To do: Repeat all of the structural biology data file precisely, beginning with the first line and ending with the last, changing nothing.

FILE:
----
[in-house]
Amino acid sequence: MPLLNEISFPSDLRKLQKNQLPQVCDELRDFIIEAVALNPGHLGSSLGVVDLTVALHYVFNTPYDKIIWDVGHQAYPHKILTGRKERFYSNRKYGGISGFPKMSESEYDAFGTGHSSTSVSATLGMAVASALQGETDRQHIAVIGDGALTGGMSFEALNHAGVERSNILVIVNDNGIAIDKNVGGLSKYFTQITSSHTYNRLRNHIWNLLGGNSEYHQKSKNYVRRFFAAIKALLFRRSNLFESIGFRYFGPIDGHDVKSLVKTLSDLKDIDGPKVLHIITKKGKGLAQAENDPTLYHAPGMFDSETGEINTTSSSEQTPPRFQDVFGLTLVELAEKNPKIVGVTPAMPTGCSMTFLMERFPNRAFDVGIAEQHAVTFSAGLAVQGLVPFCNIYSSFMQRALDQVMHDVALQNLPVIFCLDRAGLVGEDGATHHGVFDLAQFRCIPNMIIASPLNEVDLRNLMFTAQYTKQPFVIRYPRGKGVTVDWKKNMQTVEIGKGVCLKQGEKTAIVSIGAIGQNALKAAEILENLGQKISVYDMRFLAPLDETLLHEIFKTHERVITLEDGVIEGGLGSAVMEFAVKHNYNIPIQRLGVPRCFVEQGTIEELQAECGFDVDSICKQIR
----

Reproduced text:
[in-house]
Amino acid sequence: MPLLNEISFPSDLRKLQKNQLPQVCDELRDFIIEAVALNPGHLGSSLGVVDLTVALHYVFNTPYDKIIWDVGHQAYPHKILTGRKERFYSNRKYGGISGFPKMSESEYDAFGTGHSSTSVSATLGMAVASALQGETDRQHIAVIGDGALTGGMSFEALNHAGVERSNILVIVNDNGIAIDKNVGGLSKYFTQITSSHTYNRLRNHIWNLLGGNSEYHQKSKNYVRRFFAAIKALLFRRSNLFESIGFRYFGPIDGHDVKSLVKTLSDLKDIDGPKVLHIITKKGKGLAQAENDPTLYHAPGMFDSETGEINTTSSSEQTPPRFQDVFGLTLVELAEKNPKIVGVTPAMPTGCSMTFLMERFPNRAFDVGIAEQHAVTFSAGLAVQGLVPFCNIYSSFMQRALDQVMHDVALQNLPVIFCLDRAGLVGEDGATHHGVFDLAQFRCIPNMIIASPLNEVDLRNLMFTAQYTKQPFVIRYPRGKGVTVDWKKNMQTVEIGKGVCLKQGEKTAIVSIGAIGQNALKAAEILENLGQKISVYDMRFLAPLDETLLHEIFKTHERVITLEDGVIEGGLGSAVMEFAVKHNYNIPIQRLGVPRCFVEQGTIEELQAECGFDVDSICKQIR